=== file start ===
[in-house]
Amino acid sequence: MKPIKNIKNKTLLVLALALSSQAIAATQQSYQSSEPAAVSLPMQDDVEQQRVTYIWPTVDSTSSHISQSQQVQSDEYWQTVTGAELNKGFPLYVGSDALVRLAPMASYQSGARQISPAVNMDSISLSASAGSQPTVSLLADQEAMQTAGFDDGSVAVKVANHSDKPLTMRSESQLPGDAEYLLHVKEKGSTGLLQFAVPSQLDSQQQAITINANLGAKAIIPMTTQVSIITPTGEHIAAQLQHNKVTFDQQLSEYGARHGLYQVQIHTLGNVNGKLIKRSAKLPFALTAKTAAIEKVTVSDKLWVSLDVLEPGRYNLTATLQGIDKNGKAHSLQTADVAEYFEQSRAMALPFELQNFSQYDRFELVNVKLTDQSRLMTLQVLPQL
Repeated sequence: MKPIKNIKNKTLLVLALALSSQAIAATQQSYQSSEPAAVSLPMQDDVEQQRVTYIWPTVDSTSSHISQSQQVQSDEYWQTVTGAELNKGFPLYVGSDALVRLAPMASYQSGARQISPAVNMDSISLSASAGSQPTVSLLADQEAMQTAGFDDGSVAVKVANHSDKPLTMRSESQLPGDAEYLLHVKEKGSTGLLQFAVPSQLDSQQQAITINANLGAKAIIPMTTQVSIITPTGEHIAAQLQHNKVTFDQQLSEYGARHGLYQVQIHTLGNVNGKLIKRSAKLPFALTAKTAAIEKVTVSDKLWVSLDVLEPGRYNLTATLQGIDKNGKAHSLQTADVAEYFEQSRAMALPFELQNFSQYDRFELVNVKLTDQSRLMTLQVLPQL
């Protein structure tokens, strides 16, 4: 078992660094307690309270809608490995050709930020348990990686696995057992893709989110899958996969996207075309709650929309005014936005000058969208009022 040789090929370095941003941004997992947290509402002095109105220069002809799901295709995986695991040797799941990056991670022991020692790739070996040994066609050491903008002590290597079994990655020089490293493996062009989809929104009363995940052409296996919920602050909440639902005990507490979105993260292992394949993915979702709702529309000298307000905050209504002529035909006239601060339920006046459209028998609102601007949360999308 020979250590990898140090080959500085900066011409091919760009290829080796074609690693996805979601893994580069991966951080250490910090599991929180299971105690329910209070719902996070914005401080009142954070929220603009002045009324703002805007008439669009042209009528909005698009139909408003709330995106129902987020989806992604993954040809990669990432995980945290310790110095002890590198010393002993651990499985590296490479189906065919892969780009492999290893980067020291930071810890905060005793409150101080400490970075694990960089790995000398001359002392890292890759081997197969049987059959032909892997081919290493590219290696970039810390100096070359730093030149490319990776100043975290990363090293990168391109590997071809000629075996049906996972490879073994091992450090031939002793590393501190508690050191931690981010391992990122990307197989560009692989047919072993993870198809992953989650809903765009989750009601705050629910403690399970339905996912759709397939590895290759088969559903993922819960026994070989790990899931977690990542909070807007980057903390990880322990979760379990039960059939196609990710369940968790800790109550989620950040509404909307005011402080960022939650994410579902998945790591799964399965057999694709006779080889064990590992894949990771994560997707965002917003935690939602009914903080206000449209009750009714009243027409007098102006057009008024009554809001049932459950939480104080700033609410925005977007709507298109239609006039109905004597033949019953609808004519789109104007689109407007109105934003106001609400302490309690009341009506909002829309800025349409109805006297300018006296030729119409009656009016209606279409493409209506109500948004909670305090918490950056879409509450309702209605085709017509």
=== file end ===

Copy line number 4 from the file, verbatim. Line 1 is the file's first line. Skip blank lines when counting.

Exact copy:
């Protein structure tokens, strides 16, 4: 078992660094307690309270809608490995050709930020348990990686696995057992893709989110899958996969996207075309709650929309005014936005000058969208009022 040789090929370095941003941004997992947290509402002095109105220069002809799901295709995986695991040797799941990056991670022991020692790739070996040994066609050491903008002590290597079994990655020089490293493996062009989809929104009363995940052409296996919920602050909440639902005990507490979105993260292992394949993915979702709702529309000298307000905050209504002529035909006239601060339920006046459209028998609102601007949360999308 020979250590990898140090080959500085900066011409091919760009290829080796074609690693996805979601893994580069991966951080250490910090599991929180299971105690329910209070719902996070914005401080009142954070929220603009002045009324703002805007008439669009042209009528909005698009139909408003709330995106129902987020989806992604993954040809990669990432995980945290310790110095002890590198010393002993651990499985590296490479189906065919892969780009492999290893980067020291930071810890905060005793409150101080400490970075694990960089790995000398001359002392890292890759081997197969049987059959032909892997081919290493590219290696970039810390100096070359730093030149490319990776100043975290990363090293990168391109590997071809000629075996049906996972490879073994091992450090031939002793590393501190508690050191931690981010391992990122990307197989560009692989047919072993993870198809992953989650809903765009989750009601705050629910403690399970339905996912759709397939590895290759088969559903993922819960026994070989790990899931977690990542909070807007980057903390990880322990979760379990039960059939196609990710369940968790800790109550989620950040509404909307005011402080960022939650994410579902998945790591799964399965057999694709006779080889064990590992894949990771994560997707965002917003935690939602009914903080206000449209009750009714009243027409007098102006057009008024009554809001049932459950939480104080700033609410925005977007709507298109239609006039109905004597033949019953609808004519789109104007689109407007109105934003106001609400302490309690009341009506909002829309800025349409109805006297300018006296030729119409009656009016209606279409493409209506109500948004909670305090918490950056879409509450309702209605085709017509």